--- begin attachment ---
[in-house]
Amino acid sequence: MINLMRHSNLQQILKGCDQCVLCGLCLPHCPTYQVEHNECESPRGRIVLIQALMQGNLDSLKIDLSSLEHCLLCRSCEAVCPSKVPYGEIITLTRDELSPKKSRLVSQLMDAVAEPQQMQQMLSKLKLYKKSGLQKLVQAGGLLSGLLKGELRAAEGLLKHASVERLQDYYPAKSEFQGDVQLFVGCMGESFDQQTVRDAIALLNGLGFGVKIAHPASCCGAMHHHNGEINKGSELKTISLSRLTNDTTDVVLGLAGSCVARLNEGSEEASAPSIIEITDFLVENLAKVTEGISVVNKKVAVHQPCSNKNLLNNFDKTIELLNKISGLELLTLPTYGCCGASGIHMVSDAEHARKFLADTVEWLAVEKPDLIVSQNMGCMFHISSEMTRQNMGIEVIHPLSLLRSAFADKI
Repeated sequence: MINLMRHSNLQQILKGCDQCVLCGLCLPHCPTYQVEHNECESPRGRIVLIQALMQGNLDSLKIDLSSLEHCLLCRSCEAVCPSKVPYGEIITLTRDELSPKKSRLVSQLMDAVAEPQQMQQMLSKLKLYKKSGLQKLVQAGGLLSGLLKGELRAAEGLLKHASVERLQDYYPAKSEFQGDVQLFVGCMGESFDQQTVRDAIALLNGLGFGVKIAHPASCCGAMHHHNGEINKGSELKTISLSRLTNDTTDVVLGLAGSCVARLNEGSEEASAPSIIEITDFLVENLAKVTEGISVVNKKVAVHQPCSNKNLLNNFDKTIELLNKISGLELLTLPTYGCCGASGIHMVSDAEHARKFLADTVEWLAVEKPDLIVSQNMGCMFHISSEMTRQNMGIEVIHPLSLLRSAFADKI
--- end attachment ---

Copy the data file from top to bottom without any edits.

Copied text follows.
[in-house]
Amino acid sequence: MINLMRHSNLQQILKGCDQCVLCGLCLPHCPTYQVEHNECESPRGRIVLIQALMQGNLDSLKIDLSSLEHCLLCRSCEAVCPSKVPYGEIITLTRDELSPKKSRLVSQLMDAVAEPQQMQQMLSKLKLYKKSGLQKLVQAGGLLSGLLKGELRAAEGLLKHASVERLQDYYPAKSEFQGDVQLFVGCMGESFDQQTVRDAIALLNGLGFGVKIAHPASCCGAMHHHNGEINKGSELKTISLSRLTNDTTDVVLGLAGSCVARLNEGSEEASAPSIIEITDFLVENLAKVTEGISVVNKKVAVHQPCSNKNLLNNFDKTIELLNKISGLELLTLPTYGCCGASGIHMVSDAEHARKFLADTVEWLAVEKPDLIVSQNMGCMFHISSEMTRQNMGIEVIHPLSLLRSAFADKI
Repeated sequence: MINLMRHSNLQQILKGCDQCVLCGLCLPHCPTYQVEHNECESPRGRIVLIQALMQGNLDSLKIDLSSLEHCLLCRSCEAVCPSKVPYGEIITLTRDELSPKKSRLVSQLMDAVAEPQQMQQMLSKLKLYKKSGLQKLVQAGGLLSGLLKGELRAAEGLLKHASVERLQDYYPAKSEFQGDVQLFVGCMGESFDQQTVRDAIALLNGLGFGVKIAHPASCCGAMHHHNGEINKGSELKTISLSRLTNDTTDVVLGLAGSCVARLNEGSEEASAPSIIEITDFLVENLAKVTEGISVVNKKVAVHQPCSNKNLLNNFDKTIELLNKISGLELLTLPTYGCCGASGIHMVSDAEHARKFLADTVEWLAVEKPDLIVSQNMGCMFHISSEMTRQNMGIEVIHPLSLLRSAFADKI